Robert Plant Offers Grace, Variety At MGM Grand (Htfd Courant)
With blues and country conventions lining every offering, even rock numbers had as much shape as power, whether the chugging rumble of "Cindy, I'll Marry You Someday" or a two-tone version of Led Zeppelin's "Houses of the Holy," which started on a cowboy trip gilded by crack multi-instrumentalist Darrell Scott on pedal steel guitar before building to a thunderous rock conclusion in which Scott shifted to an electric guitar.
Plant gave Richard Thompson's "House of Cards" a mannered delivery with vibrant flourishes, punching up its roomy groove. In adorning the mellow blues gospel of "Satan Your Kingdom Must Come Down," Plant's delicate handling included a near-withholding of many syllables in the song's early portions while Scott plucked out a ringing banjo backdrop.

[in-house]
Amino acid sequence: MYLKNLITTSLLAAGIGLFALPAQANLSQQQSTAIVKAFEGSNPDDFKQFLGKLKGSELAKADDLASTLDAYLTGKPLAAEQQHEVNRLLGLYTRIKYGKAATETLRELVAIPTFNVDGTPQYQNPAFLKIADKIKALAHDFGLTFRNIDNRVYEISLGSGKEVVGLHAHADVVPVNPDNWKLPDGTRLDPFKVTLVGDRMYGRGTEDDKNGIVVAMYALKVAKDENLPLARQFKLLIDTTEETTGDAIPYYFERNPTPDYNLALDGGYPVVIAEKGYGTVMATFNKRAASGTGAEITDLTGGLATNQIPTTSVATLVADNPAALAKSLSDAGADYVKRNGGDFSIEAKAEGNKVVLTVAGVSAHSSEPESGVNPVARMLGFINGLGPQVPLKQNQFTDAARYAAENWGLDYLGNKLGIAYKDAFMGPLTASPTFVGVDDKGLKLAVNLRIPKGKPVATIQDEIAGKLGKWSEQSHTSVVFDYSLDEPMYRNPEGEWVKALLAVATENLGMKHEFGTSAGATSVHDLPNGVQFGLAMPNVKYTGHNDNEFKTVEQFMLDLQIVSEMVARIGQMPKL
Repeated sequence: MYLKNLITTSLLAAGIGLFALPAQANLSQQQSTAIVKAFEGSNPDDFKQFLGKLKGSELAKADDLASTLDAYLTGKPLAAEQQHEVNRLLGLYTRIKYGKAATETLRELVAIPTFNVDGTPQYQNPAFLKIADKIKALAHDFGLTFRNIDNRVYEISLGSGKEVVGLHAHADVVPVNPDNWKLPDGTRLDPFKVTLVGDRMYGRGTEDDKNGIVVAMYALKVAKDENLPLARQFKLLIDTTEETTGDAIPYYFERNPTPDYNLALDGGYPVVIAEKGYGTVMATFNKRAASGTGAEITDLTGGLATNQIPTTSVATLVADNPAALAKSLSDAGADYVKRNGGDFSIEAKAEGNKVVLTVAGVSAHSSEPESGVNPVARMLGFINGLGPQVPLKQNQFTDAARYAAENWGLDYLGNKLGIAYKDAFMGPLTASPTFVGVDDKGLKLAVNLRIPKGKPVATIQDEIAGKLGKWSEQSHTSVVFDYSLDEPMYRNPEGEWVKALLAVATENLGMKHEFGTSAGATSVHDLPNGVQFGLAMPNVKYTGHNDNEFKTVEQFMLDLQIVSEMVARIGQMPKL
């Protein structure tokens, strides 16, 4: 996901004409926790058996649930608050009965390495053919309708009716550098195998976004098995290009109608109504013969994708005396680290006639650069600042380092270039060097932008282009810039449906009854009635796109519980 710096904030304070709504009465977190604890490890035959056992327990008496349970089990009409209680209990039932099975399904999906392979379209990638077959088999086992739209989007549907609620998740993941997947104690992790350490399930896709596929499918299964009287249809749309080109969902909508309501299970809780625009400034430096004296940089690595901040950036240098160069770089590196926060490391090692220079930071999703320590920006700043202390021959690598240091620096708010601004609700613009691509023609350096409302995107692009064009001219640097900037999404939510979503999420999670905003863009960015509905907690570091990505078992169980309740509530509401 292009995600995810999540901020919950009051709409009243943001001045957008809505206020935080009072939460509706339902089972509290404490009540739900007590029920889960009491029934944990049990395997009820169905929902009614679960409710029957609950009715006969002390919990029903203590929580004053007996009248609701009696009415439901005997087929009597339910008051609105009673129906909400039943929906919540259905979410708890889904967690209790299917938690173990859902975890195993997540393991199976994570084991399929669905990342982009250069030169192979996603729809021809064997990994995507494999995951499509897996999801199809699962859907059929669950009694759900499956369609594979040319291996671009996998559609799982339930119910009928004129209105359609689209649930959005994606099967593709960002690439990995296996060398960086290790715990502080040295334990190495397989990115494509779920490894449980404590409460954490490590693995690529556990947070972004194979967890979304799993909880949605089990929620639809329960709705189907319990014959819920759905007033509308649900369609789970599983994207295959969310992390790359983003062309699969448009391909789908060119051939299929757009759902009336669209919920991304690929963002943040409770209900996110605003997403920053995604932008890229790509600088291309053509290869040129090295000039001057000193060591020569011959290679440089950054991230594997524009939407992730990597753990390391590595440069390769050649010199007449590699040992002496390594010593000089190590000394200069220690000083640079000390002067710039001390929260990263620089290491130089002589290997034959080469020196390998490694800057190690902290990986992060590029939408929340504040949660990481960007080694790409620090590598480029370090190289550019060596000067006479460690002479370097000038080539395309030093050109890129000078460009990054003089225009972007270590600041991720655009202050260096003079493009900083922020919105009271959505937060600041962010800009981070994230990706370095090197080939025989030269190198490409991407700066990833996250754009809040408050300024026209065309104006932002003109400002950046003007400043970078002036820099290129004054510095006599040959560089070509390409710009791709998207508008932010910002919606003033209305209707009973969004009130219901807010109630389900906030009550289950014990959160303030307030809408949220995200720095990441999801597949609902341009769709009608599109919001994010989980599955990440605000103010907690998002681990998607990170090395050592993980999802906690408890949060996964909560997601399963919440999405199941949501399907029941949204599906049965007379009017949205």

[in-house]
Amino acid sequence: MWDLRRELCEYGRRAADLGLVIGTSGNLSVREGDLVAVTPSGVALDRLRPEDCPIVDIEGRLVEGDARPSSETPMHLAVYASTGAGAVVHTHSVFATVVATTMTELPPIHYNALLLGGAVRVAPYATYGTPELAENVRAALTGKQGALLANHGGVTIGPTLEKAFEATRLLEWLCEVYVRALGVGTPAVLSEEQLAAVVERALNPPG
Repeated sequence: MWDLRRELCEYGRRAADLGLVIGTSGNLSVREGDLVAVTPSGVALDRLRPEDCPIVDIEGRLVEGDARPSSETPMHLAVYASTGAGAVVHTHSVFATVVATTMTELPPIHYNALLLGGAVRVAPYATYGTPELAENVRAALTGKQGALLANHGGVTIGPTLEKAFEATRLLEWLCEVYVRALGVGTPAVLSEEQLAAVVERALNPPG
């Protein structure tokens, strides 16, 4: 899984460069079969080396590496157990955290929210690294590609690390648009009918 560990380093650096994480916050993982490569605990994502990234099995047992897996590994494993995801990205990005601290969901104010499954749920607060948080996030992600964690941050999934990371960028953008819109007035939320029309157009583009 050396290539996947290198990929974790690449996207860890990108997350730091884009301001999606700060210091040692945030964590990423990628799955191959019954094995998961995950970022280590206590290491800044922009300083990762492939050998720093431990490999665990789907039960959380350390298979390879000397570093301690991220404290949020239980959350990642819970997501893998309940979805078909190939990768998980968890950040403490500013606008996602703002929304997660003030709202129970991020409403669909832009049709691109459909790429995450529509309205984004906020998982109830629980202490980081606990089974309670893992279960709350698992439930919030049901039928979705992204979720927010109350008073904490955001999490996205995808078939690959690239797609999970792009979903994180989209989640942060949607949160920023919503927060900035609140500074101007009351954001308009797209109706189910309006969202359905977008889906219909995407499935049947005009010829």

Patty Griffin forged frequent vocal alloys with Plant, but was more compelling within the band's framework as a source of accents and counterpoint, adding bright spots to "You Can't Buy My Love." Her lead on the sturdy gospel of "Move Up" was lively and sharp, while Miller's gruff, snappy lead on "Somewhere Trouble Don't Go" served as a different, equally pleasant alternative direction. Scott's rugged voicing of "Satisfied Mind" was barroom country with substantial wallop as the rest of the band loaded its chorus. (more)